There’s nothing more debilitating to a food blogger than having no appetite. And frankly, in this oppressive summer heat, not only have I not wanted to cook, I haven’t even wanted to eat. I have a theory that when your body needs less energy to warm itself, you don’t need as many calories. I wonder if science backs me up.
In fact, one of the few things I’ve been eating as of late are Israeli salads. Some people call them Arab salads (it’s all politics, ultimately), while in Hebrew, they’re often simply called chopped salads.
The base is always the same — little chopped cubes of tomatoes and cucumbers. That’s the basic salad you get at falafel shops. In order for cucumbers and tomatoes to carry an entire salad, they have to be fresh and ripe. Now that it’s summer, you can expect to find plenty of these — the cucumbers here are no longer greenhouse-grown, and the tomatoes are bright red and juicy — as they were once, people like to say. Americans, read: No tomatoes picked green and unripe, and then transported two weeks. That will make your salad taste like cardboard.
Once you’ve got your base, you can dress it up with all sorts: Chopped onion, red or green pepper, and a wide assortment of herbs, including parsley, chives, garlic chives and mint. If you want a more Italian feel, try basil, oregano or marjoram. Mimi recently introduced me to purslane (a.k.a. regelah in Hebrew, and also known as rejlah, its Arabic name); juicy and lemony, it grows in the street, but I prefer to buy it from my greengrocer. Sometimes I like to grate some salty cheese on top, like feta, Bulgarian or jibneh (a sheep’s cheese).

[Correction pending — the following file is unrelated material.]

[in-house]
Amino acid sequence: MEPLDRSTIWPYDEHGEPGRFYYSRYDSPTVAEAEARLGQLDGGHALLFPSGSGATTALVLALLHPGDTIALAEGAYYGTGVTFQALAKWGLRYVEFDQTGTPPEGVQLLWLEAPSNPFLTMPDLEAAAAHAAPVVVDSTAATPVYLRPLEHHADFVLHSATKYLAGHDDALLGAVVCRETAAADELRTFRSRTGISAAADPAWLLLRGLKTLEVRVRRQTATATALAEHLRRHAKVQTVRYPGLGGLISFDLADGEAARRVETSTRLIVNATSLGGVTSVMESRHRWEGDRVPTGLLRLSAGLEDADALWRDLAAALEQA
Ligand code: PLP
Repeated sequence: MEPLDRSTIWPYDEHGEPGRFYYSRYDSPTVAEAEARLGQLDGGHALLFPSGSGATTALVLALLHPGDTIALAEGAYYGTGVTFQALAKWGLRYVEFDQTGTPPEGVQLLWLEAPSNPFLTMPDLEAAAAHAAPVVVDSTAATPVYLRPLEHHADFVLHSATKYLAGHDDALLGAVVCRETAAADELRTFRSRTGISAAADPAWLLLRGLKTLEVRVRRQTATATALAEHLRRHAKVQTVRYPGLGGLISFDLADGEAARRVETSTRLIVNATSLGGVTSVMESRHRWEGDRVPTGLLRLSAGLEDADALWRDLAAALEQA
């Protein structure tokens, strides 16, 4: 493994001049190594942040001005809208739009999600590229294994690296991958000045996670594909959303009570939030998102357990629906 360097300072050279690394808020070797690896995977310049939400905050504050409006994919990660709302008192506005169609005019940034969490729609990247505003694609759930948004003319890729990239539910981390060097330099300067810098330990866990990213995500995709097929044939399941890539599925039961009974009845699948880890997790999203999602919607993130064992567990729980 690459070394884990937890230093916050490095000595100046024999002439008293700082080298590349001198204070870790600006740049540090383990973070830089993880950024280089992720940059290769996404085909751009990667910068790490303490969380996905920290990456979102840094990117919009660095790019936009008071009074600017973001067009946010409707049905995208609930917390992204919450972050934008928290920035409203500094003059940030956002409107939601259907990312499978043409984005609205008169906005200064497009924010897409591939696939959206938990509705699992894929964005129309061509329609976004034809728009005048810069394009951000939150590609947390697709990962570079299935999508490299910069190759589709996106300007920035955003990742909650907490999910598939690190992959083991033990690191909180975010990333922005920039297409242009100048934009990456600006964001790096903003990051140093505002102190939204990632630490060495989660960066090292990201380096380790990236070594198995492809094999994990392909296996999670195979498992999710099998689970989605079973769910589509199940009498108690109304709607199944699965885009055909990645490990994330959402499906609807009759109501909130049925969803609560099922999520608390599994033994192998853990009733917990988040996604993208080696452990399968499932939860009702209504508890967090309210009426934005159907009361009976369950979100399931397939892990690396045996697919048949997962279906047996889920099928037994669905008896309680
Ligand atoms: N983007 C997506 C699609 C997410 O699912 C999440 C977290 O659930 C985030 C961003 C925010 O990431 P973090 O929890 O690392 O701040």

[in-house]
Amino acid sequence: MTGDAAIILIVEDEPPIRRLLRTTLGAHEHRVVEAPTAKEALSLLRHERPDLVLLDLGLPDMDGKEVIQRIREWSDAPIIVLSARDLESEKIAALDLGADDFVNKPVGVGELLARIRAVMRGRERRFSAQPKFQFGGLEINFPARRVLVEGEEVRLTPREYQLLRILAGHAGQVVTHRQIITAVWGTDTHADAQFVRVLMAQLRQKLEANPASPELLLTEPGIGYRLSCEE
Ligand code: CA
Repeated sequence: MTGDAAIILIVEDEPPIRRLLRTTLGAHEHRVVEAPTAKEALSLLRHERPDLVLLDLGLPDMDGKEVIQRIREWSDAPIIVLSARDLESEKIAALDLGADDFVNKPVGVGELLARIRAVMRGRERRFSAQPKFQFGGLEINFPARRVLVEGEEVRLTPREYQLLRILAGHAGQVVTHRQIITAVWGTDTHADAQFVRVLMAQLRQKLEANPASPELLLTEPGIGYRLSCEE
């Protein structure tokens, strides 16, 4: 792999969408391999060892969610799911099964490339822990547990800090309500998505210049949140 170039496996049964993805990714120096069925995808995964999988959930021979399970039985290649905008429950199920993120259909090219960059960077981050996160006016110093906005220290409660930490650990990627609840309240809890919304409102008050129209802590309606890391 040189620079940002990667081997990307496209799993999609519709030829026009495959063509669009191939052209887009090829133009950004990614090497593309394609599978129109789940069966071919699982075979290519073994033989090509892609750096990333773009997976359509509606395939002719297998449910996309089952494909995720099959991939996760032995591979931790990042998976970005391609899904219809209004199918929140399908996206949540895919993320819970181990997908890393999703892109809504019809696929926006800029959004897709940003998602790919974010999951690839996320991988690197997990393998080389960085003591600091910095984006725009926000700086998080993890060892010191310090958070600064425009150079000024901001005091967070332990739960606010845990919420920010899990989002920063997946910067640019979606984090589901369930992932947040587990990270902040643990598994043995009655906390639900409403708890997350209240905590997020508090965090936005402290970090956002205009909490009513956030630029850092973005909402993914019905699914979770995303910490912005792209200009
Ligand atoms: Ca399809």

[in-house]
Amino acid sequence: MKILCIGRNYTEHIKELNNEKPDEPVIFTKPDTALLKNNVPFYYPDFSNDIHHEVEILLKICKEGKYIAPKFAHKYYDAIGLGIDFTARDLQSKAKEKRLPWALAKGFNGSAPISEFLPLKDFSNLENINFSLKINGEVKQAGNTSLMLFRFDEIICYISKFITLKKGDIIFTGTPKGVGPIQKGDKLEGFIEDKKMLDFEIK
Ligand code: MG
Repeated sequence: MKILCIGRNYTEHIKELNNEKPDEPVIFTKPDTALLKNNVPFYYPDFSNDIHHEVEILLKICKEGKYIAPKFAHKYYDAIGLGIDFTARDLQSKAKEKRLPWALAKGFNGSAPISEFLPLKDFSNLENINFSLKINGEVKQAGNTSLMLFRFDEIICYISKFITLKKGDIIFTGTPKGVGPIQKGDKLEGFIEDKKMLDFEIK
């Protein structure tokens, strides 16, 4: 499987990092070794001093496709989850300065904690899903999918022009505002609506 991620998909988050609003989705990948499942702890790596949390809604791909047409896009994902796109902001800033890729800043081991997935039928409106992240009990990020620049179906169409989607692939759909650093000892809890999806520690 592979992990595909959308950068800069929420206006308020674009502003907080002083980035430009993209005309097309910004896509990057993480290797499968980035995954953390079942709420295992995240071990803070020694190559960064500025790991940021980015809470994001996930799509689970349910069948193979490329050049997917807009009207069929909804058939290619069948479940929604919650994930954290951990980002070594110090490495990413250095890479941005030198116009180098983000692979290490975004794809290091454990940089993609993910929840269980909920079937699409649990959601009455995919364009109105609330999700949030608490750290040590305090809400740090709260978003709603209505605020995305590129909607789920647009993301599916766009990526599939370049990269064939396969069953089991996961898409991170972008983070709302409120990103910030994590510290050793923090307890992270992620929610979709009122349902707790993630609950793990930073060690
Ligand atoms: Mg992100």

Then comes the dressing — juice of a fresh lemon, and a generous swirl of top-quality olive oil. The resulting salad is rich, flavorful, and bursting with life.
For one chopped salad:
2 ripe tomatoes (say, 160 grams, for those who like precision)
2 crisp cucumbers (Israeli size — about 120 grams)
juice of 1 small lemon (say, 1 tablespoon)
a generous swirl of good olive oil (1 to 1 1/2 tablespoons)
salt, to taste (my taste is 1/4 teaspoon; I like using kosher salt or sea salt, which has larger grains)
- A ring of purple onion
- Half a bell pepper
- Small handful of fresh herbs including: parsley (say, 1 tablespoon), chives or garlic chives (1 tablespoon), garlic chives and mint (1 teaspoon)
- Or, about 1 teaspoon of any of the following herbs: oregano, zaatar, marjoram and basil
- 2-3 stalks of purslane, both leaves and stems; about 1/4 cup
- A few gratings of white, salty cheese, such as feta, Bulgarian or jibneh
- Freshly ground pepper
Chop the vegetables into small cubes. Dice the herbs. Mix it all together, and season with salt, pepper (optional), the lemon juice and the olive oil. Enjoy.